What’s Your Personality Type?May 16, 2018
Recently, Paul asked me to take a test to determine my personality type.
photography: Megan Weaver
This ENFP personality type can mean a lot of different things.
“ENFPs are enthusiastic, idealistic, restless, and open-minded, with wide-ranging interests. Because of these personality traits, they are among the most versatile of all types, working well with both people and ideas. As Extraverts, they are not opposed to action, while as Intuitives, they are not opposed to reflection. In this sense, ENFPs represent a sort of hybrid between Introverts and Extraverts.
ENFPs are novelty-seekers. They are constantly scanning for new and interesting people, ideas, and possibilities. Like the INFP, they enjoy abstract as well as more experiential forms of learning.
While seeking success in their careers and relationships, ENFPs generally take life less seriously than IP or EJ types (i.e., types with a dominant Judging function). At the end of the day, ENFPs want to have fun and may not be highly discriminating with regard to how that happens. Perhaps more than anything, ENFPs fear boredom and stagnation. Even sleep can seem a bit too boring or mundane for ENFPs.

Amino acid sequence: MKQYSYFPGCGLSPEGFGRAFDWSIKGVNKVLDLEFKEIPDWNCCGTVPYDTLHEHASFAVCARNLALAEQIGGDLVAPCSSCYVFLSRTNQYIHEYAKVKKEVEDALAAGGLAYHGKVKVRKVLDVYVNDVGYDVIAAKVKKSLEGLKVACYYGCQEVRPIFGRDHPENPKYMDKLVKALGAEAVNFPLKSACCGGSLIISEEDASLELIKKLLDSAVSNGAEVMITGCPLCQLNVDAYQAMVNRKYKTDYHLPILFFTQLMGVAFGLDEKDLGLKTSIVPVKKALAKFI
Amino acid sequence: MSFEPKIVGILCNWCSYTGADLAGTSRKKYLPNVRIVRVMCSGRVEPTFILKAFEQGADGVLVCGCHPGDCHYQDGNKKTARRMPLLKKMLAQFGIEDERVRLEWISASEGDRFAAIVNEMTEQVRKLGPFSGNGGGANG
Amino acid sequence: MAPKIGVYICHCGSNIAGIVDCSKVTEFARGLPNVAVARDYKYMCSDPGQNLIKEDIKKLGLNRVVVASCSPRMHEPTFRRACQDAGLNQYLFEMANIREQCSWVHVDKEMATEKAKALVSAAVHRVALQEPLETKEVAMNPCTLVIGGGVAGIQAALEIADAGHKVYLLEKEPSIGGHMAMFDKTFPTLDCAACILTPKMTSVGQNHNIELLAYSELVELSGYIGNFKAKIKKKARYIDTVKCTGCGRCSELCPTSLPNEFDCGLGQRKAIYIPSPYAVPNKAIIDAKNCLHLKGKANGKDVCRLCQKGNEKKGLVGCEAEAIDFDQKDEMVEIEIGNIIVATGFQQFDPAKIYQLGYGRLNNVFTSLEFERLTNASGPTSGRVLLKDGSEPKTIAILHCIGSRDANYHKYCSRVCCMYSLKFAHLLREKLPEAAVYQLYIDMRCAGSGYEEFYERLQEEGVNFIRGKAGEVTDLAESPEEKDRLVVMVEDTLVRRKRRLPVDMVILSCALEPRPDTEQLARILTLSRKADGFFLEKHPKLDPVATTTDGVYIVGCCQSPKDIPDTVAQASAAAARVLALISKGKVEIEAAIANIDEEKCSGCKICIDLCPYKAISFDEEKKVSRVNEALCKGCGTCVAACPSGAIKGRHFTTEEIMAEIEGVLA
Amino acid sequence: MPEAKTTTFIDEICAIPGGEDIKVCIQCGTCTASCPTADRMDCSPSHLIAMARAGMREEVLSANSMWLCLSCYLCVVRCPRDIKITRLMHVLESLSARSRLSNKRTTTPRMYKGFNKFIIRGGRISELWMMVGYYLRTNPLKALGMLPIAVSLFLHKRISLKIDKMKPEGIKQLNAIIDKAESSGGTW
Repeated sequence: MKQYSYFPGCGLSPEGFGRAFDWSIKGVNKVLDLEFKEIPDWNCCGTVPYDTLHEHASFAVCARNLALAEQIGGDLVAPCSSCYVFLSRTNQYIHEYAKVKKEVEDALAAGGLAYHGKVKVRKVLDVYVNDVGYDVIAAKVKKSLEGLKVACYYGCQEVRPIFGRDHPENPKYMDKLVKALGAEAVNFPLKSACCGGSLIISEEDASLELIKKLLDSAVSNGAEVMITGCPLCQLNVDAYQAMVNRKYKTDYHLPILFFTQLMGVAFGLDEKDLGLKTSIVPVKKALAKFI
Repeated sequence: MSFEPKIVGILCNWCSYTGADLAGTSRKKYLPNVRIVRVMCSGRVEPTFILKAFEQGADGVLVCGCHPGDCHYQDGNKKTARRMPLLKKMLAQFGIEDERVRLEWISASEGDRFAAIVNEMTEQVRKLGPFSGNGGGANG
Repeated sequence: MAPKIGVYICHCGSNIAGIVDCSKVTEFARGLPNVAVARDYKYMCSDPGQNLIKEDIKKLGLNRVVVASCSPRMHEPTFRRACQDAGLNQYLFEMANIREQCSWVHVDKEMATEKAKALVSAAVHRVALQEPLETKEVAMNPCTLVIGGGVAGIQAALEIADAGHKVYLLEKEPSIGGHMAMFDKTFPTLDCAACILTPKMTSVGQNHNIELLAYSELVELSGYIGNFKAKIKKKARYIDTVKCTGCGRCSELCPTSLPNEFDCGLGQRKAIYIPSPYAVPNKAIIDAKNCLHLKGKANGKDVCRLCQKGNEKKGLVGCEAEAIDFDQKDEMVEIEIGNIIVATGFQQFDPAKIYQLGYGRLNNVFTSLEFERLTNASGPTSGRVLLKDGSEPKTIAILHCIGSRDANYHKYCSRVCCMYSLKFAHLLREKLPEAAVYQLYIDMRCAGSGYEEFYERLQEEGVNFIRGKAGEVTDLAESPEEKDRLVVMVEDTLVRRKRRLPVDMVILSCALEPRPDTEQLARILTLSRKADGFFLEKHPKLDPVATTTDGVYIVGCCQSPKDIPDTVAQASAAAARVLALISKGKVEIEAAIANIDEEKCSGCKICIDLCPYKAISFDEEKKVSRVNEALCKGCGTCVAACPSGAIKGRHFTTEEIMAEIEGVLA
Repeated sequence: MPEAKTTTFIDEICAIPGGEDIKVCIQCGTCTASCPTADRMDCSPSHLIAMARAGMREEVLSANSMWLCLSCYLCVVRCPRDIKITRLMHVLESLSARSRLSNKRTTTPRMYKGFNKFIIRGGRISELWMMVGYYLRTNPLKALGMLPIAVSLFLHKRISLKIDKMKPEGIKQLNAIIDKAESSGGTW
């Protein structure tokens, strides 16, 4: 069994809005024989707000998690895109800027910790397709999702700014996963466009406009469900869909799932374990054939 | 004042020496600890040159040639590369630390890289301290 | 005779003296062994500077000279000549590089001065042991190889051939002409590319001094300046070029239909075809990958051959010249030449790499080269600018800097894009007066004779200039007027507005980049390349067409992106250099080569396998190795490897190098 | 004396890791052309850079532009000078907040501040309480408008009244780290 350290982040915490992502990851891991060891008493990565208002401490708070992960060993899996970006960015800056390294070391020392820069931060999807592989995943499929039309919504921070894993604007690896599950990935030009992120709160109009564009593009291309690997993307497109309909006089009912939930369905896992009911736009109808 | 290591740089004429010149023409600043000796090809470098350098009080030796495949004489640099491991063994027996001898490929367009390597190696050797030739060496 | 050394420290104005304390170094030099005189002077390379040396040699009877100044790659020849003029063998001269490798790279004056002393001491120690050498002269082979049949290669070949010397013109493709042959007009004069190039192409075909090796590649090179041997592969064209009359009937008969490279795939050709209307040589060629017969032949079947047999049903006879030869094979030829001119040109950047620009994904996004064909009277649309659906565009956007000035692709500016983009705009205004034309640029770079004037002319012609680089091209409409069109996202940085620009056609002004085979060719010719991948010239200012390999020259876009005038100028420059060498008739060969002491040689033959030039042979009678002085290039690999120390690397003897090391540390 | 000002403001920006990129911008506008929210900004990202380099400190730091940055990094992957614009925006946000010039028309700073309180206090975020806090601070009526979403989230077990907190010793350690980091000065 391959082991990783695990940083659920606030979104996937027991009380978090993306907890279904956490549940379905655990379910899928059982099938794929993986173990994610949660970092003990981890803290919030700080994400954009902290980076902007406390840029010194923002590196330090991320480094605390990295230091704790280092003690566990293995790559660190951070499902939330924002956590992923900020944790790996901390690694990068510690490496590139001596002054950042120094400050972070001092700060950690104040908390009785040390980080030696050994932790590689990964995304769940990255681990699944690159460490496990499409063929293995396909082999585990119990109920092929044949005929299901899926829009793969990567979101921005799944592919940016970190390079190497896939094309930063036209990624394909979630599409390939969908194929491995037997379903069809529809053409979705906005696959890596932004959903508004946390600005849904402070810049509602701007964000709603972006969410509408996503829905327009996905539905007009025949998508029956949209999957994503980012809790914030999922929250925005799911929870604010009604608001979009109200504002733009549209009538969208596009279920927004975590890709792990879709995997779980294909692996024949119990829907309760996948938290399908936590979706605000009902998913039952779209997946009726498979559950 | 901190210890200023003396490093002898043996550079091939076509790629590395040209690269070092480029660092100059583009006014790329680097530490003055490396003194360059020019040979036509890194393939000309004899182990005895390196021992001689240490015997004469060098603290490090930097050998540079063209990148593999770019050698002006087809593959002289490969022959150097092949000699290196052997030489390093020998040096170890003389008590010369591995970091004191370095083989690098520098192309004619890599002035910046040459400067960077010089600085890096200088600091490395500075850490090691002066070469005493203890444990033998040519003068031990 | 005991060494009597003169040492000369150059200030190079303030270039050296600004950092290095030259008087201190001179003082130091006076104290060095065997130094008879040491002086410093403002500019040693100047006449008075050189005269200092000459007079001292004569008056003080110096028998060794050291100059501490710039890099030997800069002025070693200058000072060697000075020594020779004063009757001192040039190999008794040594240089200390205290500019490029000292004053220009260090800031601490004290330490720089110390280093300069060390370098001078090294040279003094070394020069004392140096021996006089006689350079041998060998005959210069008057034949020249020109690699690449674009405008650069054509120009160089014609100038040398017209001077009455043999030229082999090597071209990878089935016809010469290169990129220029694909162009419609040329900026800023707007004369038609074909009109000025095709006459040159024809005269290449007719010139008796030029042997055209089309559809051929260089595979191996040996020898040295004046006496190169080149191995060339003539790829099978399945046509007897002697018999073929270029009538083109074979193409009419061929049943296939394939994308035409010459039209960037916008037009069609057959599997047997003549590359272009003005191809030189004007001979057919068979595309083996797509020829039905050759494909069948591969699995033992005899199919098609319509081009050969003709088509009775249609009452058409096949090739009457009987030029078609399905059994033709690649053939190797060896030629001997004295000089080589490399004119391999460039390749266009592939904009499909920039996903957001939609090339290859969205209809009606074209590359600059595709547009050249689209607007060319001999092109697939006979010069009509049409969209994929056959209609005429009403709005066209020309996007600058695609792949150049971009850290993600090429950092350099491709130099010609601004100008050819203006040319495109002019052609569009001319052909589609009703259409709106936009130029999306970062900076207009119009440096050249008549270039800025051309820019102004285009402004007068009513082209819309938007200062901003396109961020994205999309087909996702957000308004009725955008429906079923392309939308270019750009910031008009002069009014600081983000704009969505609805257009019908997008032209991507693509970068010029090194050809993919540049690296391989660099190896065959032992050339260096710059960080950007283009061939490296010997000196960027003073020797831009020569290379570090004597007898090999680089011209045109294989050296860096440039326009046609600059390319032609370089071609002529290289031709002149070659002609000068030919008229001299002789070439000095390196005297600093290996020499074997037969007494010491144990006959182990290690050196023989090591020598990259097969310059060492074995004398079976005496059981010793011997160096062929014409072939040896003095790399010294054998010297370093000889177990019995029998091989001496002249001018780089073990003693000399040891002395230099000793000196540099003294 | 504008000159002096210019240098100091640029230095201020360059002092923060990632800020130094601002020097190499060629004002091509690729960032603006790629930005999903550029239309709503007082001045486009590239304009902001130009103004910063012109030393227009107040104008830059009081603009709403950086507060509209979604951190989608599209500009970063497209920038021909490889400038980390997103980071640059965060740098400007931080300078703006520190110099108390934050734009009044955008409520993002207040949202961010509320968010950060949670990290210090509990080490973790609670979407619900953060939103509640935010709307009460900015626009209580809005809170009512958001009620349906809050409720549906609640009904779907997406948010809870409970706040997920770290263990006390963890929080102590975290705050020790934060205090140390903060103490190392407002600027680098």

ENFPs are also connoisseurs of and participants in the arts and culture. They are commonly drawn to all sorts of creative endeavors. In particular, they often enjoy music, drama, and photography. Those with sufficient mental focus can also make great writers, be it fiction or non-fiction. ENFPs are highly represented among journalists, excelling with both the written and spoken word.
With regard to ENFP careers, they are often drawn to ministry, counseling, or teaching. They love seeing and cultivating potential in others. While some ENFPs are content with working largely with ideas, others seek to combine this with action and adventure. Such individuals may take up work as missionaries, tour guides, or diplomats. Others may try their hand at politics. ENFPs’ inferior function, Introverted Sensing (Si), may contribute an interest in history that may add to the allure of religious, political, or journalistic work.”